any and all analyses of the egyptian political situation that you (we) get via western newspapers and media sources will be seriously lacking in insight if they don’t take into account the role of extended families and clans at really every level of egyptian society including the political. and they don’t usually include this, so we really don’t understand what the h*ck is happening there.
here are a few more tidbits about voting patterns and clans in egypt:
Onetime Mubarak foes move closer to power as Egyptians vote again
January 03, 2012
“There were indications in some provinces, especially in tribal areas, that former members of Mubarak’s ruling National Democratic Party might win a number of seats. The party has been disbanded but its onetime members have benefited from clan and family allegiances that heavily influence voting preferences….”
Egypt votes in third round of elections
03 Jan 2012
“‘Overwhelmingly we are hearing people tell us that they will be voting for the Salafi Nour party or the Ikhwan, the Muslim Brotherhood’s party Freedom and Justice, so it’s very much a lot of grassroots support for the Islamist parties here,’ Al Jazeera’s Sherine Tadros reported from El-Arish, in the northern Sinai Peninsula.
“‘When it comes to the individual candidates, people are not talking to us about policy and issue and what the individual candidates stand for; it is very much on tribal and clan lines, that’s how people are voting here….‘”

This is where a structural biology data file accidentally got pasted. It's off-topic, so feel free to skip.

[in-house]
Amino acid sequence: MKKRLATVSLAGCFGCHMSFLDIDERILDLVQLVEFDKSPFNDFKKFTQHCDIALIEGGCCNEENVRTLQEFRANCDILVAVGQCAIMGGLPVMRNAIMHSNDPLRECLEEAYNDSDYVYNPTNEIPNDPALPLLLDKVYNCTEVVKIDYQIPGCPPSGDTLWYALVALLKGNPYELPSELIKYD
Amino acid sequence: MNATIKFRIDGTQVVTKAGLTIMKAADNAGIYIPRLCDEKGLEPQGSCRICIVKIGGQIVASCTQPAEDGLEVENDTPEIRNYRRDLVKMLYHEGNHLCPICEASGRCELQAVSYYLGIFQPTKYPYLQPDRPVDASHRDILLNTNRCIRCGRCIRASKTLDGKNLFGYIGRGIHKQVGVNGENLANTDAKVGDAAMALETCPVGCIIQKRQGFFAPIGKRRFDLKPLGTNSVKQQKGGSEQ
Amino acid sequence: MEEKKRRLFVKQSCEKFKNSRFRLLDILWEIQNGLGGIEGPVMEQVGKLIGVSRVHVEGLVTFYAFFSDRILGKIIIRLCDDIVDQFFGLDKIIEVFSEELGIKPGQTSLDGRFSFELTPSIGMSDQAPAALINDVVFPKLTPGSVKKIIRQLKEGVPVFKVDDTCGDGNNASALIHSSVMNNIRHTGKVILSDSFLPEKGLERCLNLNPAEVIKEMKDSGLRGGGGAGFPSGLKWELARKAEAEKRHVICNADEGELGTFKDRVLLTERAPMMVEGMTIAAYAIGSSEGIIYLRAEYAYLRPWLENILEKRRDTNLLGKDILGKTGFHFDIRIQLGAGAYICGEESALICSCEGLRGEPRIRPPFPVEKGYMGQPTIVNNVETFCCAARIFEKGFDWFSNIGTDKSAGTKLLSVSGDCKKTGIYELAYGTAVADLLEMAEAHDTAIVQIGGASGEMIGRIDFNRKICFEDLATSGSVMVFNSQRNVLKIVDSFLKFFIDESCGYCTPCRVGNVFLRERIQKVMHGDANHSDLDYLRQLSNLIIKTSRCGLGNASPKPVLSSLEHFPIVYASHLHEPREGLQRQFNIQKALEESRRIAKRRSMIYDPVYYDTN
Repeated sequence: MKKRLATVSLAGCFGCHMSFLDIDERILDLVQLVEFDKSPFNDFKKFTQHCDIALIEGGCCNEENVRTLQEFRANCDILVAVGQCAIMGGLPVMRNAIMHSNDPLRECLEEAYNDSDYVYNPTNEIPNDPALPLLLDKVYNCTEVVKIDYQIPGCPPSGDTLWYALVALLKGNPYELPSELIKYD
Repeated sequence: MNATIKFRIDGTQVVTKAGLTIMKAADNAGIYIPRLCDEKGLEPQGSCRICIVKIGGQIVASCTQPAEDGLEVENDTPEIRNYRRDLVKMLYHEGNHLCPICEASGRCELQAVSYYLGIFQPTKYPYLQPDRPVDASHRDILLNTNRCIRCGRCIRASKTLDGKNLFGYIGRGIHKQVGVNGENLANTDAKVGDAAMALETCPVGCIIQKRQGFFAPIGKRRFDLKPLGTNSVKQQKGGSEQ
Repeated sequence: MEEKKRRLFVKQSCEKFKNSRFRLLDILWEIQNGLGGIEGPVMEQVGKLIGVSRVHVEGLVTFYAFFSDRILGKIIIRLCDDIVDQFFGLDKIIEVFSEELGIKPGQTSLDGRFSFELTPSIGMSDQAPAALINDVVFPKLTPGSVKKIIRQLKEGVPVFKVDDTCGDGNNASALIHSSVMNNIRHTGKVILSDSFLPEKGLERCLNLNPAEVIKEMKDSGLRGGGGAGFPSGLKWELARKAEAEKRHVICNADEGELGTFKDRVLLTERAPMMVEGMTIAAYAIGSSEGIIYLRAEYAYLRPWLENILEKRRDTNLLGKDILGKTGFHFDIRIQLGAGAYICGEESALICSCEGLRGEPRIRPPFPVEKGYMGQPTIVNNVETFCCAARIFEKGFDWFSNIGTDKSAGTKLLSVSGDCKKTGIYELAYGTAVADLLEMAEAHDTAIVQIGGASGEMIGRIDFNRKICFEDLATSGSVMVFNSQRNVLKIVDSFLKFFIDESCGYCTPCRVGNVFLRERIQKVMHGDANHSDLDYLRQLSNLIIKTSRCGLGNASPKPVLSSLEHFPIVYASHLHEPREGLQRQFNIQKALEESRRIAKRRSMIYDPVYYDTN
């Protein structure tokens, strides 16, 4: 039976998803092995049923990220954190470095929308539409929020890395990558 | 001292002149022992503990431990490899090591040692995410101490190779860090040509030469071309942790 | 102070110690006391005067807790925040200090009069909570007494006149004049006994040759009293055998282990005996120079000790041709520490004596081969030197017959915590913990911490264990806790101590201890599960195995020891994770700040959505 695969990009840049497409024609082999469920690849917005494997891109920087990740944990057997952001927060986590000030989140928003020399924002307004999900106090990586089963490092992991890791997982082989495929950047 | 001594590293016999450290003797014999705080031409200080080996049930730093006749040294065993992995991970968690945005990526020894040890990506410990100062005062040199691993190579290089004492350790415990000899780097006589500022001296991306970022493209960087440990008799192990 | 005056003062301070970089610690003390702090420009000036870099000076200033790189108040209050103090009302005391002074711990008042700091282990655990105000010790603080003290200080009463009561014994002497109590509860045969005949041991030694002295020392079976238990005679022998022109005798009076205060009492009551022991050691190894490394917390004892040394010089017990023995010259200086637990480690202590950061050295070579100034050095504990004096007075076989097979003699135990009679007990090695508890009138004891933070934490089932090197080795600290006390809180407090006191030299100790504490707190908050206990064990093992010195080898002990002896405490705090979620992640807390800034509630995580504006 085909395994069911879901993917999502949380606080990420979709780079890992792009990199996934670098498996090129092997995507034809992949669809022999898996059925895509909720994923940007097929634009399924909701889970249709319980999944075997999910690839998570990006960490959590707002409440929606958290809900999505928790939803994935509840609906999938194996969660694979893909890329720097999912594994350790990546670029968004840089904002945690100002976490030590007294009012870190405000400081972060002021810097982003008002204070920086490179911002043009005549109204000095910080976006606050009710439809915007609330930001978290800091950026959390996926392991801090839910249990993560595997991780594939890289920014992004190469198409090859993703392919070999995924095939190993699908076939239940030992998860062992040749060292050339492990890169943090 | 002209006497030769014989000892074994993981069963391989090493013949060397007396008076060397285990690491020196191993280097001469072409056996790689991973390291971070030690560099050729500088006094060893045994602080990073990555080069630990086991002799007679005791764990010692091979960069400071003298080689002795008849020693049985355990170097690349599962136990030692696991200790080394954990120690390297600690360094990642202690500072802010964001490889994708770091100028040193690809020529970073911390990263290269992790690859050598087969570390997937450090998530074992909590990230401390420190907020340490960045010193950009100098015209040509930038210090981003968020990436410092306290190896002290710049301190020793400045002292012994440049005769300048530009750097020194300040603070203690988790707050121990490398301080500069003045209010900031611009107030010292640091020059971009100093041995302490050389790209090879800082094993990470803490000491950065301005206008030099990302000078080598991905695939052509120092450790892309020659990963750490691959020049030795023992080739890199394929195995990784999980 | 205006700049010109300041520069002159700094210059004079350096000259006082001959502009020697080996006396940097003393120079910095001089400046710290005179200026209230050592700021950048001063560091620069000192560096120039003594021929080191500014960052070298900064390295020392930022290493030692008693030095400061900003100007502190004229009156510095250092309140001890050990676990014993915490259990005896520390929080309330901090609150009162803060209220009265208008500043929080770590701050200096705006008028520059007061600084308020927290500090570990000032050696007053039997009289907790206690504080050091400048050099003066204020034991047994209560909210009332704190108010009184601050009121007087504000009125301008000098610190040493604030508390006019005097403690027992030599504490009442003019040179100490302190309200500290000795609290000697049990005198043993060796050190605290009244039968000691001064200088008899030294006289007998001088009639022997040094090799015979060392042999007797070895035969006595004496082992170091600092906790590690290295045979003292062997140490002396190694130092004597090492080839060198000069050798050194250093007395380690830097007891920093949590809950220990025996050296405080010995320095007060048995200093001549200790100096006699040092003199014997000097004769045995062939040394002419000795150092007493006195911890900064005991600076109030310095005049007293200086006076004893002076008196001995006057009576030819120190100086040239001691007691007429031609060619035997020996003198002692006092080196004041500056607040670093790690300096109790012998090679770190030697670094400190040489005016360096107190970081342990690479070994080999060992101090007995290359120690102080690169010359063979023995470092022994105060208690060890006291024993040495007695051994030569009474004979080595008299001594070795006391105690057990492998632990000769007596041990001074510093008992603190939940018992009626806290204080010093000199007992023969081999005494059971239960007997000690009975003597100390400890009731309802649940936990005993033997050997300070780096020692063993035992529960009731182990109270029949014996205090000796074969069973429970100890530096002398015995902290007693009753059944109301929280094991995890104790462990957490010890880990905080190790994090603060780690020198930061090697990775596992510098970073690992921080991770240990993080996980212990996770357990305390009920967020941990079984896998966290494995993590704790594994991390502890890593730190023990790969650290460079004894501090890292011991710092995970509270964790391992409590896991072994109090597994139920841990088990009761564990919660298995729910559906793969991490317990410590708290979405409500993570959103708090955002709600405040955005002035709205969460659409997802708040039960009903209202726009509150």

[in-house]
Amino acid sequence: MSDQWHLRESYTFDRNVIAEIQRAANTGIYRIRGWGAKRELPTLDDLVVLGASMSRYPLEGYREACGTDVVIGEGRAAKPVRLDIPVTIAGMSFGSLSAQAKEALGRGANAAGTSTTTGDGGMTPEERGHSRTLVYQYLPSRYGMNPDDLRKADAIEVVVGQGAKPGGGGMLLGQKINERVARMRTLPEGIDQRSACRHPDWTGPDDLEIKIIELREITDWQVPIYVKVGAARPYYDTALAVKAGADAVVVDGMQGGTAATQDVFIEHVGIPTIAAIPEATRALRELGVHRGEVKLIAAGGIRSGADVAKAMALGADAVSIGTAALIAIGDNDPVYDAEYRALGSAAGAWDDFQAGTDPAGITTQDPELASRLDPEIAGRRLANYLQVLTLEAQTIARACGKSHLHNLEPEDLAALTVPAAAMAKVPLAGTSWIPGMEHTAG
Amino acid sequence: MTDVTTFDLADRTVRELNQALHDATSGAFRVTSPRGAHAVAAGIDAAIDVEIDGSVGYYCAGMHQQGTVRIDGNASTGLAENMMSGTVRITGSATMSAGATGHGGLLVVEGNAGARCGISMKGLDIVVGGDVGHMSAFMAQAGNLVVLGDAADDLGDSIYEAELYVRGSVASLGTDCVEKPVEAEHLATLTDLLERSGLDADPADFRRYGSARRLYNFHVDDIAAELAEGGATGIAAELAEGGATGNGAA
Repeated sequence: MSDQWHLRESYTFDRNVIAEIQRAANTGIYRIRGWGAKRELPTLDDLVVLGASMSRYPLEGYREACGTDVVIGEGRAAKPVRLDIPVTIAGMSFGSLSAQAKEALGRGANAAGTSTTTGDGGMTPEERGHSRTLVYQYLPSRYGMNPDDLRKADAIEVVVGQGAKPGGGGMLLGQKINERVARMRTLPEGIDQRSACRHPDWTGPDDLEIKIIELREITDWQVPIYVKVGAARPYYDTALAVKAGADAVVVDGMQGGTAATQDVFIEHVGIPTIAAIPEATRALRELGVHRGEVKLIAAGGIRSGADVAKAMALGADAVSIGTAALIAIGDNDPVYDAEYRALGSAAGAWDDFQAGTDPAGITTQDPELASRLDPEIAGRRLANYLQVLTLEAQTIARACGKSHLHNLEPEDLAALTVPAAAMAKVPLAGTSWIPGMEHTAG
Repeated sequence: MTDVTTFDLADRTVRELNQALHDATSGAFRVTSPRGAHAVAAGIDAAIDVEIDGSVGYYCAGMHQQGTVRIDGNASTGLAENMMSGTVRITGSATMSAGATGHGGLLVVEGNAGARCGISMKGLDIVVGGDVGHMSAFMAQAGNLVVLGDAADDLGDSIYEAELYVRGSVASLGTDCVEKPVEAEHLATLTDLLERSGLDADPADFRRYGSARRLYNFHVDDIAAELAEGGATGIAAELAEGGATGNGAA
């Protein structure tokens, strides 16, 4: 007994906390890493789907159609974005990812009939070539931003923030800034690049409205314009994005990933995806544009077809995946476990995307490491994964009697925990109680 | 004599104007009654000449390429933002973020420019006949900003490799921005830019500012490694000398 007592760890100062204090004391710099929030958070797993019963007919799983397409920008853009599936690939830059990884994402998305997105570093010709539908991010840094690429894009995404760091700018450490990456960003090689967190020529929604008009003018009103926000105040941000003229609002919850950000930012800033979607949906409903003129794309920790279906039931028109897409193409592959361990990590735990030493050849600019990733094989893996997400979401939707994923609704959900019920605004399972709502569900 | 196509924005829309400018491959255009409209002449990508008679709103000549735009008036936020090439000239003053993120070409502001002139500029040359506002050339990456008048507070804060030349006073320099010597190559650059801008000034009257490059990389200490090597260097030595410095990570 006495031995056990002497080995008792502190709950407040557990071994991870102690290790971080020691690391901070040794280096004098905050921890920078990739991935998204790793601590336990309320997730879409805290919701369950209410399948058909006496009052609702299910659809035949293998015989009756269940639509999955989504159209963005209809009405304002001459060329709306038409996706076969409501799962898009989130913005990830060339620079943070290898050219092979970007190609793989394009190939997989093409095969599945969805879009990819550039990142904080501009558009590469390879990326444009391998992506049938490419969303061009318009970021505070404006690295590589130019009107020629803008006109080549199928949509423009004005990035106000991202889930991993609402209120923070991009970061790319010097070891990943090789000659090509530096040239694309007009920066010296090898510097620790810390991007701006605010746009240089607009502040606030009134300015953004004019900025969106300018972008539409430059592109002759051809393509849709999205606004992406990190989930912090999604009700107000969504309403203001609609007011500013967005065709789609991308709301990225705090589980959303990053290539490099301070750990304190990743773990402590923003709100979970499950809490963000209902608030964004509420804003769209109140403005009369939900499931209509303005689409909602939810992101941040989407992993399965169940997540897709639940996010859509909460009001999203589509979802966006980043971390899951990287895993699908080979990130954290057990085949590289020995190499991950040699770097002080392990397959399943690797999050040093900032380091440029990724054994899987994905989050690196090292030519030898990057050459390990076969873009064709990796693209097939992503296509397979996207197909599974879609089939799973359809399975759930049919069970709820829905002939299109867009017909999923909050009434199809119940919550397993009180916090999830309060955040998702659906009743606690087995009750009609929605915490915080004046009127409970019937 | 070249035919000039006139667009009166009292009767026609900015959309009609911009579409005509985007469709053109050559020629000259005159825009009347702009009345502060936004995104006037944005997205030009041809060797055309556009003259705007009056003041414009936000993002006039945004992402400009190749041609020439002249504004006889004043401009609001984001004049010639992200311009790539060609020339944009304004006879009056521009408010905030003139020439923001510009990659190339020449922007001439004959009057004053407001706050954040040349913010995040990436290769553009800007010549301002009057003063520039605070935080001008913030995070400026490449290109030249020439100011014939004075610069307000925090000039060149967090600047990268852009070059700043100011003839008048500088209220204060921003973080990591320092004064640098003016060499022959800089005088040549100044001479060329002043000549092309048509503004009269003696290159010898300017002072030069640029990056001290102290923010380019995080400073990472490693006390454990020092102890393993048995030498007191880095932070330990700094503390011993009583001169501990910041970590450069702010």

“One of the central features of politics and elections in the southern part of Egypt is the tribal organization. In many areas, tribes have for the past decades had a decisive influence on elections and their outcome. During the upcoming elections this power is going to be challenged by the new political parties, but the question is whether they will be able to overcome the already well-established system.
“From south of Cairo to the most southern city of Aswan, tribes are central for the political process and important to take into account when discussing elections. In some areas tribal influence is so strong that no one will think about elections without thinking about tribal alliances and tribal politics. In these areas, elections are not seen as a competition between parties and political ideas, but as the tribe of Ababdah against the tribe of Ja’afra – to mention two of the larger tribes in the most southern parts of Egypt….
“The tribes are essentially to be understood as very large extended families that are distinct politically, but not culturally, from their neighbors….
“That the tribes constitute a political force has been the case during all times, but it seems as if their importance as political entities has been strengthened during the last decades….
“That tribalism has been revitalized within the past decades is something people testify to. Earlier, one would hear older people say that tribes had grown less important. During the years of Gamal Abd al-Nasser, when the Egyptian government promoted an ideology of equality and Arab Socialism, the idea that some people should have a specific status due to their pedigree was in conflict with the ideology. The existence of tribes or ‘clans’ in Upper Egypt was seen as reflecting a backwardness that the Free Officers were trying to curtail. To many, citizenship in a modern state does not fit with the notion of tribes, which in principle encroaches upon the relationship between the individual and the state and creates opposing fields of loyalty.
“During the era of Anwar Sadat and especially the former president Hosny Mubarak, the idea of tribalism, of emphasizing the importance of one’s pedigree, once again became legitimate and got official approval….”